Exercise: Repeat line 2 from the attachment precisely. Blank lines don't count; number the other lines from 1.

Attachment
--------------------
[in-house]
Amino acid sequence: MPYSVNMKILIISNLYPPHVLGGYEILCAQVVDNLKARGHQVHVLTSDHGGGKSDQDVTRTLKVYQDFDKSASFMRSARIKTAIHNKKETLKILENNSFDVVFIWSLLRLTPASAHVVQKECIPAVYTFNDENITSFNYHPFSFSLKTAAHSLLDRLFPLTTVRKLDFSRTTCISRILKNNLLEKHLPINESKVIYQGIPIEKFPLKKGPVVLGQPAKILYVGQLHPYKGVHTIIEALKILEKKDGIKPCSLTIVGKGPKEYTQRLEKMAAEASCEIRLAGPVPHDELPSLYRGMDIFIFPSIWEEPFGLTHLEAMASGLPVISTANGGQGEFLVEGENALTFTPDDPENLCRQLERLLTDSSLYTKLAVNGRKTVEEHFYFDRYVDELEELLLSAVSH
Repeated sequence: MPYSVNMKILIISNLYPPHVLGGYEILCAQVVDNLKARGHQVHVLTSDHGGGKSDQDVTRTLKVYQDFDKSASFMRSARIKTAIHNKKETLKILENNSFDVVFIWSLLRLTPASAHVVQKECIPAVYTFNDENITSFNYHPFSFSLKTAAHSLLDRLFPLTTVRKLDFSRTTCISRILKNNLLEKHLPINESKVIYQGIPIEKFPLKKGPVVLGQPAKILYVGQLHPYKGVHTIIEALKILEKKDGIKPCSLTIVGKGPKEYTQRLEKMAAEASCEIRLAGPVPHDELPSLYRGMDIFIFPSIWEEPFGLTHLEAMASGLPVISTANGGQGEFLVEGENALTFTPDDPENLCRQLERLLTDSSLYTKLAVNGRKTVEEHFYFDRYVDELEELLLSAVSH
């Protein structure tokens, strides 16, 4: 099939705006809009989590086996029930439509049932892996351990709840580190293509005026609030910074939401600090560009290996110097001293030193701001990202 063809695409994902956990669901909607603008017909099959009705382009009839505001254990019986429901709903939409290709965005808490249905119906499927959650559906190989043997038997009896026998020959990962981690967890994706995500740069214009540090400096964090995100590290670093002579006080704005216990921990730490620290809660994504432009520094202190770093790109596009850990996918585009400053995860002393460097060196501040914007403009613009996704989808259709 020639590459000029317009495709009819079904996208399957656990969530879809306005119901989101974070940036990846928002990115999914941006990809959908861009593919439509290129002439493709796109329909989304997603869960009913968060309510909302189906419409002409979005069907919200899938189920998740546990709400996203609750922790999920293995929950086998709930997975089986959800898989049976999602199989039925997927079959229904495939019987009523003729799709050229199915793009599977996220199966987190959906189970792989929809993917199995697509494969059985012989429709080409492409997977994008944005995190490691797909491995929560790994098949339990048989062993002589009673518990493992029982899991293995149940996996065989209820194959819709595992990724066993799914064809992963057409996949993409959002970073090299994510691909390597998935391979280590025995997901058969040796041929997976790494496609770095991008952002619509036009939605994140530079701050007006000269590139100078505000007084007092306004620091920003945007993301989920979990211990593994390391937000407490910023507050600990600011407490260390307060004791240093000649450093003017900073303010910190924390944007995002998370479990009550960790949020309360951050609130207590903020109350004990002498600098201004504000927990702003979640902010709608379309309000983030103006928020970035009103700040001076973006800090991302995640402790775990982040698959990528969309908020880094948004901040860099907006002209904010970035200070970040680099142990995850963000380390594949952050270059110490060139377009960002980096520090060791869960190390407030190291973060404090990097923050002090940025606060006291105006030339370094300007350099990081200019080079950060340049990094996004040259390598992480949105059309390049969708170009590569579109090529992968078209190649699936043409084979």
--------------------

Amino acid sequence: MPYSVNMKILIISNLYPPHVLGGYEILCAQVVDNLKARGHQVHVLTSDHGGGKSDQDVTRTLKVYQDFDKSASFMRSARIKTAIHNKKETLKILENNSFDVVFIWSLLRLTPASAHVVQKECIPAVYTFNDENITSFNYHPFSFSLKTAAHSLLDRLFPLTTVRKLDFSRTTCISRILKNNLLEKHLPINESKVIYQGIPIEKFPLKKGPVVLGQPAKILYVGQLHPYKGVHTIIEALKILEKKDGIKPCSLTIVGKGPKEYTQRLEKMAAEASCEIRLAGPVPHDELPSLYRGMDIFIFPSIWEEPFGLTHLEAMASGLPVISTANGGQGEFLVEGENALTFTPDDPENLCRQLERLLTDSSLYTKLAVNGRKTVEEHFYFDRYVDELEELLLSAVSH